I’ve been following this case for about a month now. It’s a good demonstration of how cutting health case costs is going to be harder than it seems.
Case against Blue Cross shows difficulty of cutting health costs
You see, if you cut costs – even in ways unrelated to patient care, like becoming more efficient with paperwork – you are still cutting into someone’s revenue stream.
If you spend $1 less on health care – no matter how noble or justified that reduction is – it means that someone, somewhere, is earning $1 less, and they’re likely to try and protect that revenue. A lot of companies have gotten rich off inefficiency. Indeed, in some cases, entire market segments exist to exploit inefficiency, and they’ll employ every ounce of lobbying, exploitation, coercion, and loopholing they can muster to preserve it.
In this case, an upstart company presented Ford with a way to cut their physical therapy costs by 50%. A great thing, right? Well, it appears that the incumbent provider did not take kindly to this.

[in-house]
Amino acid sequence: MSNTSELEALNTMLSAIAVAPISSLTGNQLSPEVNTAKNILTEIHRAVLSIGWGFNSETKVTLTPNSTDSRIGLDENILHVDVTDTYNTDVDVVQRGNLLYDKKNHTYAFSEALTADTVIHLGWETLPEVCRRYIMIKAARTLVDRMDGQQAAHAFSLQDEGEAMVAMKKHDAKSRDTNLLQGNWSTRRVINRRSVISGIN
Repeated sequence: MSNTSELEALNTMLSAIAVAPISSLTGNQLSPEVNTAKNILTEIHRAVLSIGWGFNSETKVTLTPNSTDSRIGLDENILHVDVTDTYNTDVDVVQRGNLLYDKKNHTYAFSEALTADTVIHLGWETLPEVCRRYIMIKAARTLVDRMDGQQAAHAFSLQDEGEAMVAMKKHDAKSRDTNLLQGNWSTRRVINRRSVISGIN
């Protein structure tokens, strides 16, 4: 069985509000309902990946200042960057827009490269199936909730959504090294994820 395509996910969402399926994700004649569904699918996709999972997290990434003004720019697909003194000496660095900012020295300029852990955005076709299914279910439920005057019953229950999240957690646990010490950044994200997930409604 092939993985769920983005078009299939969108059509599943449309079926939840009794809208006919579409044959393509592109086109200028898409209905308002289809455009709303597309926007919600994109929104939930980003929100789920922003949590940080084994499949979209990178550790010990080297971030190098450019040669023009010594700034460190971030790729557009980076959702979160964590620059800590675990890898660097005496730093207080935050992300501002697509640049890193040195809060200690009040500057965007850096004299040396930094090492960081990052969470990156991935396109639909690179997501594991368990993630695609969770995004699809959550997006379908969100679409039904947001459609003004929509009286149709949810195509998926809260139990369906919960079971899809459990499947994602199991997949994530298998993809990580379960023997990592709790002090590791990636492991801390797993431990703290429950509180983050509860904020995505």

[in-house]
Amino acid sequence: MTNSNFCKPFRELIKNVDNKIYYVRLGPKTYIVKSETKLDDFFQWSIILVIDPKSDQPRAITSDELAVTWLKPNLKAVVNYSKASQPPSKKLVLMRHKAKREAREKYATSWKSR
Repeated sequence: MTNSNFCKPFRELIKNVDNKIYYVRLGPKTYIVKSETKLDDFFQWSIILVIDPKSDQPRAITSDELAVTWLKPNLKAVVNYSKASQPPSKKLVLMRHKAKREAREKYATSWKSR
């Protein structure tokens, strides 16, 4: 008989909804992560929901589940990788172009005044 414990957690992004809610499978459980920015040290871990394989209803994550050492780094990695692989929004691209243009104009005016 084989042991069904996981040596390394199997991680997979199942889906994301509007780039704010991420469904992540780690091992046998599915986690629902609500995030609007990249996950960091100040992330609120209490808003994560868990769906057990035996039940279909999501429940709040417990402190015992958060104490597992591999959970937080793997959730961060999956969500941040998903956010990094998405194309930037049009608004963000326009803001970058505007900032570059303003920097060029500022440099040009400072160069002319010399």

Court records allege Blue Cross used its position as the state’s dominant insurer to try to crush TheraMatrix as it worked to also sign up Chrysler and General Motors. A USA TODAY review of hundreds of pages of e-mails and internal documents that are part of a lawsuit TheraMatrix filed against Blue Cross indicates that TheraMatrix’s efforts to carve out a niche market in managing outpatient physical therapy costs was seen as a threat by officials at Blue Cross and by some Michigan hospitals.
[…] Court records depict Blue Cross – a non-profit created under Michigan law to provide affordable health care – as working with a major hospital to stop expansion of TheraMatrix’s program. They also reveal that Blue Cross barred TheraMatrix from the insurer’s medical provider network, which covers most Michigan patients.
There are two sides to every story, of course, but I’ve read some emails submitted as evidence in this case, and it seems quite clear to me that Blue Cross and its network was just not going to tolerate a threat to its revenue, no matter how beneficial cuts would be to the citizens of Michigan or their corporate clients.
For this reason, I hate when politicians make simplistic claims about how they’ll cut health care costs by making health care “more efficient” (somehow, Democrats “found” billions of dollars for the new health care bill from vague promises like this). This seems hopelessly naïve to me. Calling it “efficiency” doesn’t change the fact you’re taking revenue from someone who will fight to keep it.
In reality, this is going to be much harder than anyone thinks. Each percentage in cost reduction will be gained only through much kicking and screaming, and the progress will probably be so slow that the savings will be immediately eaten up by inflation and rises in other costs.